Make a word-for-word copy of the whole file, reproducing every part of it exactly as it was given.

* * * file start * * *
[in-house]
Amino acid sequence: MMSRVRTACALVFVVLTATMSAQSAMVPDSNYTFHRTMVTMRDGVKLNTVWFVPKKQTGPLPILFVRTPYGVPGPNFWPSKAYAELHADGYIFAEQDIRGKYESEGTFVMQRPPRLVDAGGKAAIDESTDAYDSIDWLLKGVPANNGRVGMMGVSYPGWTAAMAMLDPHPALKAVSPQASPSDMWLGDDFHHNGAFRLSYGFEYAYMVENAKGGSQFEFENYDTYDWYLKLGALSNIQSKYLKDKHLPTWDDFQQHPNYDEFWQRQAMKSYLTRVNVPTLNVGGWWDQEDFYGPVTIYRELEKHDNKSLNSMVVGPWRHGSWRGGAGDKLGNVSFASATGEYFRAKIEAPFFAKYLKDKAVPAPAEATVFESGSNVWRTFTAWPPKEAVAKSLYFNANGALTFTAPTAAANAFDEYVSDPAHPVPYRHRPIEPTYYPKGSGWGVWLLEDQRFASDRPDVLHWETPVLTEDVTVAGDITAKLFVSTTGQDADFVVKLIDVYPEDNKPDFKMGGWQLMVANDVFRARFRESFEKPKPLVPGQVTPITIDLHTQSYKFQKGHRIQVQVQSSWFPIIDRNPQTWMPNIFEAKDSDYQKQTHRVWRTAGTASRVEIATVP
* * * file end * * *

[in-house]
Amino acid sequence: MMSRVRTACALVFVVLTATMSAQSAMVPDSNYTFHRTMVTMRDGVKLNTVWFVPKKQTGPLPILFVRTPYGVPGPNFWPSKAYAELHADGYIFAEQDIRGKYESEGTFVMQRPPRLVDAGGKAAIDESTDAYDSIDWLLKGVPANNGRVGMMGVSYPGWTAAMAMLDPHPALKAVSPQASPSDMWLGDDFHHNGAFRLSYGFEYAYMVENAKGGSQFEFENYDTYDWYLKLGALSNIQSKYLKDKHLPTWDDFQQHPNYDEFWQRQAMKSYLTRVNVPTLNVGGWWDQEDFYGPVTIYRELEKHDNKSLNSMVVGPWRHGSWRGGAGDKLGNVSFASATGEYFRAKIEAPFFAKYLKDKAVPAPAEATVFESGSNVWRTFTAWPPKEAVAKSLYFNANGALTFTAPTAAANAFDEYVSDPAHPVPYRHRPIEPTYYPKGSGWGVWLLEDQRFASDRPDVLHWETPVLTEDVTVAGDITAKLFVSTTGQDADFVVKLIDVYPEDNKPDFKMGGWQLMVANDVFRARFRESFEKPKPLVPGQVTPITIDLHTQSYKFQKGHRIQVQVQSSWFPIIDRNPQTWMPNIFEAKDSDYQKQTHRVWRTAGTASRVEIATVP